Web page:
Creating a static website

I like to share notes and information with Internet friends, and sharing .md files over Nextcloud was nice but not very intuitive. After hearing Pixel talk for a while about his website and digital gardening, I wanted to do the same!

I wanted to use something like GitHub Pages, but without GitHub because I heard it’s problematic. Not open source enough I guess.
After asking around, I decided to use Codeberg Pages – same idea, but more open source and smaller: I like smaller.

In order to use Codeberg, I:


I was advised to use Jekyll as a static site generator (since I know almost nothing of HTML, it seems like the safest bet). Following the Windows installation procedures I installed Ruby 3.0, ran the ridk install command, then opened the Ruby command prompt window as administrator from the Start menu and installed jekyll nicely. (I tried a first time and something went wrong, maybe I hadn’t run the installer as administrator so it didn’t have PATH access rights)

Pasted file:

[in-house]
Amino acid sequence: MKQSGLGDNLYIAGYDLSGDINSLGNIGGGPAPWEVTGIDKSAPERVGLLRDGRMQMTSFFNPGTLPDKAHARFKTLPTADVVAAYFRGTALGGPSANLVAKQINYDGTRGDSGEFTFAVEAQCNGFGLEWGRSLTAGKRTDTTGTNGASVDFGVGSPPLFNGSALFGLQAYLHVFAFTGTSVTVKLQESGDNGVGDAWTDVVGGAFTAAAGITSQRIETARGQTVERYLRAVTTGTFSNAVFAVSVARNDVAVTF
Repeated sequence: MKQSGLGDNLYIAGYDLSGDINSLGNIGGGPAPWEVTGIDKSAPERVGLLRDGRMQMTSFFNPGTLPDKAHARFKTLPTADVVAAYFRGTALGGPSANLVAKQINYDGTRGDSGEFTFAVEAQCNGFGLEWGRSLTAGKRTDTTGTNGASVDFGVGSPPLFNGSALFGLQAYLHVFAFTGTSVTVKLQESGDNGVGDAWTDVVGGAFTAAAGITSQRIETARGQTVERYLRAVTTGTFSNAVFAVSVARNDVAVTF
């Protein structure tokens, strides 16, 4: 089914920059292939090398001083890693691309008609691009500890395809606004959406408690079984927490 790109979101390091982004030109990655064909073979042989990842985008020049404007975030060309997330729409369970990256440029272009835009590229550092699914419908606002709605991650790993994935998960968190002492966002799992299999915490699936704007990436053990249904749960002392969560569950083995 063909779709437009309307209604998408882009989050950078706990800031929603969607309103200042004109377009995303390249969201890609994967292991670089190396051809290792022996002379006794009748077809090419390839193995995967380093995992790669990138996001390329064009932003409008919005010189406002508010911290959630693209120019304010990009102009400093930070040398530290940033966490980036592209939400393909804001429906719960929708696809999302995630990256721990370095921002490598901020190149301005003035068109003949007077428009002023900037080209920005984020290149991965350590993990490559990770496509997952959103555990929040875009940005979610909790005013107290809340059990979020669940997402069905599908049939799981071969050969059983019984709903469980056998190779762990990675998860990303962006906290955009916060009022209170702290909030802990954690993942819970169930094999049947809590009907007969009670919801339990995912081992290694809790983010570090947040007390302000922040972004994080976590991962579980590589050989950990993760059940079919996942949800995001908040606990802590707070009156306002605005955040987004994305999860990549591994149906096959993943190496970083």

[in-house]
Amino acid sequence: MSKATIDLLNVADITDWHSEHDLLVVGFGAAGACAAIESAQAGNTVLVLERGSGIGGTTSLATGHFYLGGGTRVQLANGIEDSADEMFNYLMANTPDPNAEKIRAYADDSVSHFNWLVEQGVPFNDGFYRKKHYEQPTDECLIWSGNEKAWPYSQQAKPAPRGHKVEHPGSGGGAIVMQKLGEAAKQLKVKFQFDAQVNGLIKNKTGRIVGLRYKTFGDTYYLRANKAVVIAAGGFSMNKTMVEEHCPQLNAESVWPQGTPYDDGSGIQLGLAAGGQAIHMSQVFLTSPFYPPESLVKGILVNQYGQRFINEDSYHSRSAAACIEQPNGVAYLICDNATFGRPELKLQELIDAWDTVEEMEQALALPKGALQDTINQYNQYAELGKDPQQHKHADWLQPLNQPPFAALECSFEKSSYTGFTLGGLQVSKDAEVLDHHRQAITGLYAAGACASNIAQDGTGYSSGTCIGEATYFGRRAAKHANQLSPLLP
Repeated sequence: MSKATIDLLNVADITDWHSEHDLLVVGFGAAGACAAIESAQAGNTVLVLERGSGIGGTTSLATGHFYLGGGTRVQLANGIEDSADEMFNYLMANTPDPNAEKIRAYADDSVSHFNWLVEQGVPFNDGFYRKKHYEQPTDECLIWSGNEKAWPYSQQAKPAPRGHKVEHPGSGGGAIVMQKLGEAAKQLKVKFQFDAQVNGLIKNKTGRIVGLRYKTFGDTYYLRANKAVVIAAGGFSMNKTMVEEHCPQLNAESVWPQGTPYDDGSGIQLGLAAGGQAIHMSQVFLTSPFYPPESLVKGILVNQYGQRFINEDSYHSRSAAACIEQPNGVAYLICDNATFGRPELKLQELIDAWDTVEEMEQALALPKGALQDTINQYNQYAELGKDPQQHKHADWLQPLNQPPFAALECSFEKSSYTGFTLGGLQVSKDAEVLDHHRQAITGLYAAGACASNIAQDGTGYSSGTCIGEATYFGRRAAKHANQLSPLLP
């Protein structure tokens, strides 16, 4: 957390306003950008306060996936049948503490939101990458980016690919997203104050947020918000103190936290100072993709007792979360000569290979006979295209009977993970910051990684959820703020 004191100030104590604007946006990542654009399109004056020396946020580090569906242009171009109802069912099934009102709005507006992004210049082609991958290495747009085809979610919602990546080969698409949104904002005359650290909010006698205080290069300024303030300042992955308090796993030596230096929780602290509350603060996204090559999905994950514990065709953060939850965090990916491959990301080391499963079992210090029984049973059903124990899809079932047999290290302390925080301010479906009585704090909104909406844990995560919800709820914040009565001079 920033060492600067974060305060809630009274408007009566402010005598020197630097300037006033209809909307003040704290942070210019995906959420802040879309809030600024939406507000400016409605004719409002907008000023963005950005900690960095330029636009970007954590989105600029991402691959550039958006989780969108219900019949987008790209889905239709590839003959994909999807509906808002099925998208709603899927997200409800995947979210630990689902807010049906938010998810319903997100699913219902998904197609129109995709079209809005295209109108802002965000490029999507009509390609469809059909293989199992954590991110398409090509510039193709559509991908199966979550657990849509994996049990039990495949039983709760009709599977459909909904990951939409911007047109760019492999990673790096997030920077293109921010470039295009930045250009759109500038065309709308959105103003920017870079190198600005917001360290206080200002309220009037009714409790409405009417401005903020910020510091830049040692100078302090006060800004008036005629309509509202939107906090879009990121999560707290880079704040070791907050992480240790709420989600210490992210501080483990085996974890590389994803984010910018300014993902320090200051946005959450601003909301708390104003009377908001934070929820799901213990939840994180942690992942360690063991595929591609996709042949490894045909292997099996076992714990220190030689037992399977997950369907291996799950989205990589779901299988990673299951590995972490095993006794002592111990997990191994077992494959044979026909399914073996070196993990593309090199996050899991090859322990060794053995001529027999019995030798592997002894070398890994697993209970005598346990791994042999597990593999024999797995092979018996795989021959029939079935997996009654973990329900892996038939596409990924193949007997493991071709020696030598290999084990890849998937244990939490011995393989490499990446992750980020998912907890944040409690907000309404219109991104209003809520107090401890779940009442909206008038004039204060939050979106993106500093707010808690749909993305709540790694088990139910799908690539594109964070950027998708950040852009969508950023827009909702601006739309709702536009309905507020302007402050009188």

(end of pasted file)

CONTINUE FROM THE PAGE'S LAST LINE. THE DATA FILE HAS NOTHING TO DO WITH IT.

I then got stuck at… step 1 of the step-by-step tutorial.

After I got this solved, the rest of the tutorial was very smooth! I love the feeling of seeing things suddenly come together.
Jekyll is such a nice tool: once you get it to build your website locally, the site will automatically update every time you change something in a file. (Except for the Jekyll config.yml file, for this one you have to restart the server.)

One last advice: by default, Jekyll builds the website in a folder named “_site”. However, the Codeberg Page repository has to be named “pages”. What I did is:

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Tags: tech

Last updated on 26 Jun 22